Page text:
Mera Peak (6654m) is highest permitted climbing peak of Nepal, rises to the south of Everest and dominates the watershed between the wild and heavily wooded valleys of the Hinku and Hungu Drangkas and is not truly speaking part of the Khumbu Himal. It should also be noted that there is a discrepancy between the official height given by the NMA (6654m) and the Schneider Map (6476m).
The first ascent of Mera Peak was, made by J.O.M. Roberts and Sen Tenzing on 20 May 1953, by the now standard route from the Mera La. It was during this season that Roberts made the first western exploration of the Lumding, Hinku (Inukhu) and Hongu valleys. It would appear that Mera did not receive a subsequent ascent until 1978 when French climbers Marcel Jolly, G. Baus and L. Honills climbed the North Peak, following the same route as Roberts but traversing along the connecting ridge to the further summit.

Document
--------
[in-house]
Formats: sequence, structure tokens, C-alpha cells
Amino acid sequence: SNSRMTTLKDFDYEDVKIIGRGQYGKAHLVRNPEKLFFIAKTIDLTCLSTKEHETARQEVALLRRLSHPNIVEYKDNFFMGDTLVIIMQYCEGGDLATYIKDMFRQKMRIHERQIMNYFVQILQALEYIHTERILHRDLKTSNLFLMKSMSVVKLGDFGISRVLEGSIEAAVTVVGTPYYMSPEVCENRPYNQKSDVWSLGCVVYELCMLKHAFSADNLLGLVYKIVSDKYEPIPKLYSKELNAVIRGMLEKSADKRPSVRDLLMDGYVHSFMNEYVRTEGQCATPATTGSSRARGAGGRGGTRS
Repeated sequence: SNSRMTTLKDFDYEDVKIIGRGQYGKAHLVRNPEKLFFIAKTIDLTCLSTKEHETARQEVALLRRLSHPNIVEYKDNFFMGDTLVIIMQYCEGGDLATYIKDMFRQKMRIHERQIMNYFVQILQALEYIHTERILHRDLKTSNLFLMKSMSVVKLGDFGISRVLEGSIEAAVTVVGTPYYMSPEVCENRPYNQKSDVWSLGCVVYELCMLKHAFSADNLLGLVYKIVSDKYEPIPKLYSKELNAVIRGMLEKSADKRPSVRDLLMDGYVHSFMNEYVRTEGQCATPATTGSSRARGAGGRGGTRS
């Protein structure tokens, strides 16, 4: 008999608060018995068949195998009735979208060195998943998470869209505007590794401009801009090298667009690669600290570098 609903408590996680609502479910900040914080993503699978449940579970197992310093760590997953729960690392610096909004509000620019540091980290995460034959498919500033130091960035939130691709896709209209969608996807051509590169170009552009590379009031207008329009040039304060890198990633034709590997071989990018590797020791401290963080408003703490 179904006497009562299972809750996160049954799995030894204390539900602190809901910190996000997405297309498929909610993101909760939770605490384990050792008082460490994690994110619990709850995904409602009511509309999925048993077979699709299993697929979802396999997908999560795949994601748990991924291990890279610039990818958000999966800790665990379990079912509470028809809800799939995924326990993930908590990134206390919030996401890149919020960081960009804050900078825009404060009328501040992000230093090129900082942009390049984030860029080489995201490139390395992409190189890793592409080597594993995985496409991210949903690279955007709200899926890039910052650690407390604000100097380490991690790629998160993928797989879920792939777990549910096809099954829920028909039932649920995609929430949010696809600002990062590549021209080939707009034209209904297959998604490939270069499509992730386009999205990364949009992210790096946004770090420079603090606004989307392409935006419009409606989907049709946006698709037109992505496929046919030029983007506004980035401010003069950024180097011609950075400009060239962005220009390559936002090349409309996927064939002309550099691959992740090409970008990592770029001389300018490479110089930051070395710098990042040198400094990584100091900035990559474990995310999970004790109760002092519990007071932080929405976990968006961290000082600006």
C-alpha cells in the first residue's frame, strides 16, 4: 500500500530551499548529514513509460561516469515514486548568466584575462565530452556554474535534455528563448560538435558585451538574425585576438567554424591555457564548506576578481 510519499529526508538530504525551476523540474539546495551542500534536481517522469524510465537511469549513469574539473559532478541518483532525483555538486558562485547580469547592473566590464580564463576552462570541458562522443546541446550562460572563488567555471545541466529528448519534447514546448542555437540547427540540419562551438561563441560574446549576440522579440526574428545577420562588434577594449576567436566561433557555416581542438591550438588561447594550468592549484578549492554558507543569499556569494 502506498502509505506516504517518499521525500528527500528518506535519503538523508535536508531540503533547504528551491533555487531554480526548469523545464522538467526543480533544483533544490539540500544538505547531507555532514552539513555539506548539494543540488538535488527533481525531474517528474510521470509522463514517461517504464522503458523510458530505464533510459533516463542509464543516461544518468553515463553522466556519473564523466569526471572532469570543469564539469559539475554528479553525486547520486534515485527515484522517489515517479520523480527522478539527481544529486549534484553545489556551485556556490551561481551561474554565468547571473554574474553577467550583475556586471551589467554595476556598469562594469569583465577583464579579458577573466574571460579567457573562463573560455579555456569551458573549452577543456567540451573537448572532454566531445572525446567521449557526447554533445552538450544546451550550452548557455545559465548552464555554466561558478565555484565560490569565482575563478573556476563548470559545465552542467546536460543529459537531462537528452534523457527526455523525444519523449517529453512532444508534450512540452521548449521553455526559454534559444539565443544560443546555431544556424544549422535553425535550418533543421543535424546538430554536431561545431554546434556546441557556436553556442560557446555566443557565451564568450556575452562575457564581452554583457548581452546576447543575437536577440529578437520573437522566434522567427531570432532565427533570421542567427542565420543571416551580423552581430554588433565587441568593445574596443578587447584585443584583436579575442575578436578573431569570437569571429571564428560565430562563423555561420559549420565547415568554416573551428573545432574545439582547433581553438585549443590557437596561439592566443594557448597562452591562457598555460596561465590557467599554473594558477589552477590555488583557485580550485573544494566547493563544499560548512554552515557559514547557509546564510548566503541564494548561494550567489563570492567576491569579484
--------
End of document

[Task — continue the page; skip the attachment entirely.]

Both the Hongu and Hinku valleys remain uninhabited although there are Kharka in the Upper Hinku basin where Sherpa from the south, near Pangkongma, graze their animals during the grass-growing monsoon. By its standard route from the Mera La, the ascent is technically straightforward; however, after a heavy fall of snow or when the maze of crevasses are open, the way can be long and demanding. Far and above the most rewarding aspect of a trip to Mera is a chance to venture into a little-visited and as yet unspoilt region of Nepal where the hillsides are still densely forested and a need to be self-sufficient is essential. There is also, of course, the pleasure of going above 6000m.